Last week, I wrote about how I’d gotten in touch with an old boyfriend (in Connection), but that was just the most recent connection with someone from my past. This year has been one in which all manner of friendships have been reestablished.
It’s not as if I’m new to the Internet; the opposite is true, as I’ve been online since the earliest years. But I still marvel at what it can do for me in terms of getting back in touch with people, as the tools for doing so improve and more people use them.
Oddly, though, some of the reconnections have happened in the most archaic fashion. My friend Larry from college called my childhood phone number, which he found through directory assistance. My father spoke with him on his quaint land line, and then gave him my number.
It was particularly nice hearing from Larry. In my freshman dorm, his room was approximately across the hall from mine, and we were like family. We visited each other’s homes during school vacations, and each of us had memorable “firsts” at the other’s place: his first subway ride, my first (and only) time skeet shooting, using a hopelessly heavy pellet gun. (I keep the empty pellet and a piece of the broken clay pigeon on my book shelf.)
But things went sour at some point, and by the time we graduated, not much of our friendship remained. (Surely this was due in large part to my misbehavior.) The last I had heard from him was when I received an invitation to his wedding a couple of years after graduation.
I was so happy when he got in touch. My youthful indiscretions had clearly been chalked up to youth, and any mistakes I made were long forgotten. Most important, we still each contained the essential piece of soul that defined us back then, but with so much more grace.
One of the really touching things about the reconnection was how I had been preserved in Larry’s memory as an energetic, optimistic 18-year-old. I told him about my son’s illnesses and their impact on my life, about my struggles with depression, about the difficulties I’ve had in my personal life. But Betsy as World-Weary Adult was an abstraction for him; Betsy the buoyant and uninhibited party girl was real. In his mind, I’m “all bouncy and vivacious.” Hearing this description didn’t make me long for those days or feel bad for how I suffered by comparison; instead it pleased me to see my faded but familiar reflection and have a moment of recognition.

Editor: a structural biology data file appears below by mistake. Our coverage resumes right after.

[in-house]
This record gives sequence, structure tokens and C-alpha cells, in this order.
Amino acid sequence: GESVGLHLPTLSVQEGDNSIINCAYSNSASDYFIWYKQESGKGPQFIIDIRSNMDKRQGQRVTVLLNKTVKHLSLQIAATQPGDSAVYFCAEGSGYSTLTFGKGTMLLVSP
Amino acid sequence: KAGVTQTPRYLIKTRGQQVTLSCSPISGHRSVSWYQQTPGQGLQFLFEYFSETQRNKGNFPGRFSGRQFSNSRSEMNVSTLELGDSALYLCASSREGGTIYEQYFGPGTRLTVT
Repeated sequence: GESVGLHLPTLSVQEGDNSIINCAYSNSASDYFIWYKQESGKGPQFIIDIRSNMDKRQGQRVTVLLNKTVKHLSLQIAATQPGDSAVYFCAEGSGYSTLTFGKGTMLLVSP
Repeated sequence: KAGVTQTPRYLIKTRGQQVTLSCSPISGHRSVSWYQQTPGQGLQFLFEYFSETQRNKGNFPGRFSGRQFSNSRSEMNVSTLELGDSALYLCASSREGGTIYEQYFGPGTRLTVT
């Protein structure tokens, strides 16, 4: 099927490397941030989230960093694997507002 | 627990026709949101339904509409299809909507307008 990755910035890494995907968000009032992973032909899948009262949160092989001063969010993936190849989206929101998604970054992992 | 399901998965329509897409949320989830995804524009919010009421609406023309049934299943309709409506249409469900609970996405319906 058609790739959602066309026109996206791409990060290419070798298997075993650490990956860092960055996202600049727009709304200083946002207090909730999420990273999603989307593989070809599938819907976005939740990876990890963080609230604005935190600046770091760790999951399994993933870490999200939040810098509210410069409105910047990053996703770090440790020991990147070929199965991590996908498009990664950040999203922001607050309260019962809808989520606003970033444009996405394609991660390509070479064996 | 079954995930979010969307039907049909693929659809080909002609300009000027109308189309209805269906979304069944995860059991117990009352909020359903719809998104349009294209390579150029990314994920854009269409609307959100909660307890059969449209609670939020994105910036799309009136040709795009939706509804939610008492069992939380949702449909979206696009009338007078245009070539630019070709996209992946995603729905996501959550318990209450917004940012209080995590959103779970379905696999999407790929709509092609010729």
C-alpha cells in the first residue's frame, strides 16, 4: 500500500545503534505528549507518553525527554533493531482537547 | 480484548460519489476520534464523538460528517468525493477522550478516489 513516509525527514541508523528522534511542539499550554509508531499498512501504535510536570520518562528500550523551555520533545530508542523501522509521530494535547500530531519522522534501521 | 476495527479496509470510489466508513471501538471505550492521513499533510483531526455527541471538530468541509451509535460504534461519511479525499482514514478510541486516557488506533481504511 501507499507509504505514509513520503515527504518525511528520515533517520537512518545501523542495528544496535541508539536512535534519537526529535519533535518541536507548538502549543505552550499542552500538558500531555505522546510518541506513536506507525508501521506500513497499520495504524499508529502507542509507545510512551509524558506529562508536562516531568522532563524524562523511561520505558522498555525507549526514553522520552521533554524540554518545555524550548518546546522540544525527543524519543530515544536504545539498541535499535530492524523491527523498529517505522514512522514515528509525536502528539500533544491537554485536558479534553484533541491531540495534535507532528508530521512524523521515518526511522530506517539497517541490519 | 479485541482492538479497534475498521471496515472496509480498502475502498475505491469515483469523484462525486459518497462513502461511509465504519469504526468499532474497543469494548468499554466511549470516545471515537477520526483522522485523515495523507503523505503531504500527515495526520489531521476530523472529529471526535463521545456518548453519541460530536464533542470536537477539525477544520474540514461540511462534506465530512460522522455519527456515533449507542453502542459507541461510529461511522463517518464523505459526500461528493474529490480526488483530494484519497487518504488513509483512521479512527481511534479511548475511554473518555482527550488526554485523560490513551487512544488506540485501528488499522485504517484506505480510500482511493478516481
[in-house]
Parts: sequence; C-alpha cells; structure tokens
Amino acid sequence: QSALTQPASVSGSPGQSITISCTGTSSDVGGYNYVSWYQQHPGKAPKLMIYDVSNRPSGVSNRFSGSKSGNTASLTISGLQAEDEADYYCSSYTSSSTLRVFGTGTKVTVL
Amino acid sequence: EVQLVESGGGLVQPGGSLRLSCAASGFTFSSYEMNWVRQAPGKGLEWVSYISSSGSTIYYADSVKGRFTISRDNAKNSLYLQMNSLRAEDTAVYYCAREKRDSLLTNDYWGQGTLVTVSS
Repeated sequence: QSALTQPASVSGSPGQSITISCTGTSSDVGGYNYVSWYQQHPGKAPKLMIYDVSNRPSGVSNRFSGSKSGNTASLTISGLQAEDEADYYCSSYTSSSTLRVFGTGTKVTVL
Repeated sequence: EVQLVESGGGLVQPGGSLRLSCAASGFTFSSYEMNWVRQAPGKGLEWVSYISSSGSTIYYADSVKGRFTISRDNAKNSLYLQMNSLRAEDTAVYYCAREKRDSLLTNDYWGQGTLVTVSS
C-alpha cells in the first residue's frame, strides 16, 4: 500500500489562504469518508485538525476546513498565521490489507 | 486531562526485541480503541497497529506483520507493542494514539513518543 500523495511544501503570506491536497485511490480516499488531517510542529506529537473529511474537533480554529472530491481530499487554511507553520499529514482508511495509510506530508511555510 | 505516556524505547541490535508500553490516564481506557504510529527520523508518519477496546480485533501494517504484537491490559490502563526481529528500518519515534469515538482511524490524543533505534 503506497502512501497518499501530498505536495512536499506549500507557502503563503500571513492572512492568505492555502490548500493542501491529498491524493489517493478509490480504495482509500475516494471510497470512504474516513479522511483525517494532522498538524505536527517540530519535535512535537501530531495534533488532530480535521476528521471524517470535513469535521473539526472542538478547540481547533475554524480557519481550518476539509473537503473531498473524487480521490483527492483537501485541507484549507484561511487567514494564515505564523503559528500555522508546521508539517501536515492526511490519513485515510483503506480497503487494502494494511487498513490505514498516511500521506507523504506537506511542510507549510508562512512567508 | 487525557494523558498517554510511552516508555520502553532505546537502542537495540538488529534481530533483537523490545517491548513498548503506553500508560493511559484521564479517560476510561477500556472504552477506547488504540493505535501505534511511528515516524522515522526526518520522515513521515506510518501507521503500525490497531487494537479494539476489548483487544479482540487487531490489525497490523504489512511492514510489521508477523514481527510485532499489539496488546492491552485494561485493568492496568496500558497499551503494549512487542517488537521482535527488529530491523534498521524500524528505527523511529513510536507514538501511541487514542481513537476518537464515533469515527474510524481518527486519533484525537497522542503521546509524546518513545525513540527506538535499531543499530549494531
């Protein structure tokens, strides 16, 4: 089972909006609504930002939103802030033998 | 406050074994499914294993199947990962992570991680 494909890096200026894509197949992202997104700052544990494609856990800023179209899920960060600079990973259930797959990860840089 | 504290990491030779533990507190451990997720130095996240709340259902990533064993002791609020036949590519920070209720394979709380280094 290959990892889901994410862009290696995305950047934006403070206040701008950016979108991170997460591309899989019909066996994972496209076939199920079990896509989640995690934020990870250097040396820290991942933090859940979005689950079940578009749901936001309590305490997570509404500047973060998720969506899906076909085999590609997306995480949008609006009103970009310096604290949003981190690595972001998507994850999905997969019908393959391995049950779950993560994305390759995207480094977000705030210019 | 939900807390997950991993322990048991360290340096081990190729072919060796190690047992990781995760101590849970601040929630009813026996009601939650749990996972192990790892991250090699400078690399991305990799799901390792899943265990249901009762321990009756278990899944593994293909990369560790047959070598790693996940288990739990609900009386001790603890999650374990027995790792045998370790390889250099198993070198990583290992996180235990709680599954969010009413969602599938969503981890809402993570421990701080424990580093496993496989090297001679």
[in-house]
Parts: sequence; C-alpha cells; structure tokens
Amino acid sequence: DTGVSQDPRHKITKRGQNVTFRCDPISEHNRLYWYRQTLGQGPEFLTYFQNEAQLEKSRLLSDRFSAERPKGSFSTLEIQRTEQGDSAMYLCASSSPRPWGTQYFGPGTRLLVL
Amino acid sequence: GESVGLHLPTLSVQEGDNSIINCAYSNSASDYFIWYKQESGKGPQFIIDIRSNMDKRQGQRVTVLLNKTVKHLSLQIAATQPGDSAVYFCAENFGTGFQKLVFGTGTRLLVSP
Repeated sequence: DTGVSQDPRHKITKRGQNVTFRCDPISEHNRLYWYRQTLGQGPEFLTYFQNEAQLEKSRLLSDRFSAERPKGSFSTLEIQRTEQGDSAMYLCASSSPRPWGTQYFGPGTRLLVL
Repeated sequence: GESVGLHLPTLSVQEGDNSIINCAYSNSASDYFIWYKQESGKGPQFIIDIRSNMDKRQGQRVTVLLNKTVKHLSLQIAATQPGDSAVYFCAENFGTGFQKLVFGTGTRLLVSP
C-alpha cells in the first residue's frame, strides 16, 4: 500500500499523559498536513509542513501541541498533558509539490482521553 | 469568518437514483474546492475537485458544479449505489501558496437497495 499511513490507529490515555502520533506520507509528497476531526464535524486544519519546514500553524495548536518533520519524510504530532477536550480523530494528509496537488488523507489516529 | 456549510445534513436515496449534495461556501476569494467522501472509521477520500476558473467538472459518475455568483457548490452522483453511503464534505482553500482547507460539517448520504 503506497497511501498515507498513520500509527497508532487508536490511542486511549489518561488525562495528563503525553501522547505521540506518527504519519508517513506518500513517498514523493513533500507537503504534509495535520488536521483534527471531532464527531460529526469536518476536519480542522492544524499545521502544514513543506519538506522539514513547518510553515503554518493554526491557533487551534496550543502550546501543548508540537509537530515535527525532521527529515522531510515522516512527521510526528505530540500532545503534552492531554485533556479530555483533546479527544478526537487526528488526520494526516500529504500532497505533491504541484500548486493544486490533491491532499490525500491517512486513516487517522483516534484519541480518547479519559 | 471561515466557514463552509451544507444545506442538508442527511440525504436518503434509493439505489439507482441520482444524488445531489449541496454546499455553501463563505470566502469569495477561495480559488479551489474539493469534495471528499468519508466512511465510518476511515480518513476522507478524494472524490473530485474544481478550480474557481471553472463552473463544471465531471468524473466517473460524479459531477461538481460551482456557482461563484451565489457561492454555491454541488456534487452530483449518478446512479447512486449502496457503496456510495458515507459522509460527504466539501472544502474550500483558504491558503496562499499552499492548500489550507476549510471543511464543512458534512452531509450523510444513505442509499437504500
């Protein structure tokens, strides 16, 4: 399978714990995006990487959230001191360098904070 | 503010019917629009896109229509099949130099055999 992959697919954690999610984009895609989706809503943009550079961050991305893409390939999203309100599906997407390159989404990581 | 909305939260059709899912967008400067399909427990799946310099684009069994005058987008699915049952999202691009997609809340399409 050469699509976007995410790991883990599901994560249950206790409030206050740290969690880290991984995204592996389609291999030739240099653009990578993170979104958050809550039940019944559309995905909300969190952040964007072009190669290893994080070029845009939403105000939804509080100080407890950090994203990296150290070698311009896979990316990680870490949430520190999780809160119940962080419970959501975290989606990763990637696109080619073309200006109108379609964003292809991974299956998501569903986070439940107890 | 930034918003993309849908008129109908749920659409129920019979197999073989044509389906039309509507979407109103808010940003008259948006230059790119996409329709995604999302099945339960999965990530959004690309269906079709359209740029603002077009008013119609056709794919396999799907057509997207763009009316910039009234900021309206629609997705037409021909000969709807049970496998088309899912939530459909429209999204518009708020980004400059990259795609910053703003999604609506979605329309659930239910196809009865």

I found another one of my old best friends on Facebook. She and I went to camp together for a couple of summers in the early 1970s. We kept in frequent contact during the winter months through letters, long-distance phone calls (do you remember waiting until 11 p.m. for the rate to go down to 10 cents a minute?), and an occasional visit to the other’s home a four-hour bus ride away. We last spoke in 1979, and there didn’t seem to be any more energy between us. But the connection and rapport were easy to reestablish when we talked on Facebook, and now we are planning a trip to Italy together. Amazingly, we both seem confident that we will get along.
There have been quite a few old friends I have found or who have found me, and it provides an odd sense of relief to converse or e-mail with them. What seems remarkable is that they still seem to love me. Somehow I thought I would have become unlovable, both for things I have done and for how time and life have changed me. I have always loved them; each person is like a tiny puzzle piece that’s been missing, as if my essence has been scattered across the globe. Little by little, it returns, and with each return, I feel more complete.